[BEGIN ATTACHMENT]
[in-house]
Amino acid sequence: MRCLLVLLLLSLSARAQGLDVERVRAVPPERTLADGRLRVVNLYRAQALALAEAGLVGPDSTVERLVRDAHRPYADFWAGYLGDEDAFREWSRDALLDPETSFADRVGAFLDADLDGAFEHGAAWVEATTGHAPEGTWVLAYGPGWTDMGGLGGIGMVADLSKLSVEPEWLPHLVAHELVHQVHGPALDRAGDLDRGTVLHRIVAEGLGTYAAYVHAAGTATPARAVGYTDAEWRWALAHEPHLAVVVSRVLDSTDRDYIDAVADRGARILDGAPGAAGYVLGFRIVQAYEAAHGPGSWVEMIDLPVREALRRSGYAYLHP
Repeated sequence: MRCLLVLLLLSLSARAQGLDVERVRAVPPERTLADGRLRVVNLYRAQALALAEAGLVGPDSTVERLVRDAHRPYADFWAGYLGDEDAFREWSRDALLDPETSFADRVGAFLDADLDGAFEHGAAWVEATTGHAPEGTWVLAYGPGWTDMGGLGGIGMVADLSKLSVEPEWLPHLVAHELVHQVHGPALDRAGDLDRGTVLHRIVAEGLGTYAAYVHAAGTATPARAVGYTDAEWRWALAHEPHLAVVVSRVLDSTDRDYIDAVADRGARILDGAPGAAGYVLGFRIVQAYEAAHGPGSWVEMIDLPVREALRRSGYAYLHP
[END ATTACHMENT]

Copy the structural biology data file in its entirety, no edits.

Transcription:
[in-house]
Amino acid sequence: MRCLLVLLLLSLSARAQGLDVERVRAVPPERTLADGRLRVVNLYRAQALALAEAGLVGPDSTVERLVRDAHRPYADFWAGYLGDEDAFREWSRDALLDPETSFADRVGAFLDADLDGAFEHGAAWVEATTGHAPEGTWVLAYGPGWTDMGGLGGIGMVADLSKLSVEPEWLPHLVAHELVHQVHGPALDRAGDLDRGTVLHRIVAEGLGTYAAYVHAAGTATPARAVGYTDAEWRWALAHEPHLAVVVSRVLDSTDRDYIDAVADRGARILDGAPGAAGYVLGFRIVQAYEAAHGPGSWVEMIDLPVREALRRSGYAYLHP
Repeated sequence: MRCLLVLLLLSLSARAQGLDVERVRAVPPERTLADGRLRVVNLYRAQALALAEAGLVGPDSTVERLVRDAHRPYADFWAGYLGDEDAFREWSRDALLDPETSFADRVGAFLDADLDGAFEHGAAWVEATTGHAPEGTWVLAYGPGWTDMGGLGGIGMVADLSKLSVEPEWLPHLVAHELVHQVHGPALDRAGDLDRGTVLHRIVAEGLGTYAAYVHAAGTATPARAVGYTDAEWRWALAHEPHLAVVVSRVLDSTDRDYIDAVADRGARILDGAPGAAGYVLGFRIVQAYEAAHGPGSWVEMIDLPVREALRRSGYAYLHP